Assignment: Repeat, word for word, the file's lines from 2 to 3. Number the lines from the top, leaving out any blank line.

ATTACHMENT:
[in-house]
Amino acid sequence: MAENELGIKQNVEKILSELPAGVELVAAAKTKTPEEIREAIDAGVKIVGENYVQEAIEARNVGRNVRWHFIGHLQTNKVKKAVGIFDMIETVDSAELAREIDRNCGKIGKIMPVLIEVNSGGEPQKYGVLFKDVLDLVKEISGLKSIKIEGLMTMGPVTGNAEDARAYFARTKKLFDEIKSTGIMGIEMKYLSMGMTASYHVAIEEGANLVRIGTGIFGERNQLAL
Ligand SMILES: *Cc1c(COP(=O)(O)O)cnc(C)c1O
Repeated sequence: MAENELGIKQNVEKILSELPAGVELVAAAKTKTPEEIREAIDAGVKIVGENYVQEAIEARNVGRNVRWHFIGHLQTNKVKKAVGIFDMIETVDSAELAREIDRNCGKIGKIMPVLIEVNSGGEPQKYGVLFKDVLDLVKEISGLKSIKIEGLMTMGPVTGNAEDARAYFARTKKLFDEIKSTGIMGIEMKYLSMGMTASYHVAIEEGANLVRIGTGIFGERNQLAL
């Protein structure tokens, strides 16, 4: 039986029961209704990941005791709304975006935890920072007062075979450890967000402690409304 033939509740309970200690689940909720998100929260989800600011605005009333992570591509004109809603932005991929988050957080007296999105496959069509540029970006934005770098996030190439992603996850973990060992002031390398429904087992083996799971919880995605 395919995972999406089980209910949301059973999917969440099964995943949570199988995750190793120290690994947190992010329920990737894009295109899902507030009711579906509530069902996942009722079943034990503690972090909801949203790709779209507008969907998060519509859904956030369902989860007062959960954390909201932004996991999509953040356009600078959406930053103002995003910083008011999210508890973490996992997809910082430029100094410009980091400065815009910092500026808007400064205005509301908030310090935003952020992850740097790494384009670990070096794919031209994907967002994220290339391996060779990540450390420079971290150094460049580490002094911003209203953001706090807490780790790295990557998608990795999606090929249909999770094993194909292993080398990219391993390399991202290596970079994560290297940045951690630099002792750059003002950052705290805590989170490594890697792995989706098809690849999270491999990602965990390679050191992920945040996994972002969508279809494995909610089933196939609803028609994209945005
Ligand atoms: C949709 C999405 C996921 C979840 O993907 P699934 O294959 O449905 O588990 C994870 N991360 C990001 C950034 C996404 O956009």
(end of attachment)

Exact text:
Amino acid sequence: MAENELGIKQNVEKILSELPAGVELVAAAKTKTPEEIREAIDAGVKIVGENYVQEAIEARNVGRNVRWHFIGHLQTNKVKKAVGIFDMIETVDSAELAREIDRNCGKIGKIMPVLIEVNSGGEPQKYGVLFKDVLDLVKEISGLKSIKIEGLMTMGPVTGNAEDARAYFARTKKLFDEIKSTGIMGIEMKYLSMGMTASYHVAIEEGANLVRIGTGIFGERNQLAL
Ligand SMILES: *Cc1c(COP(=O)(O)O)cnc(C)c1O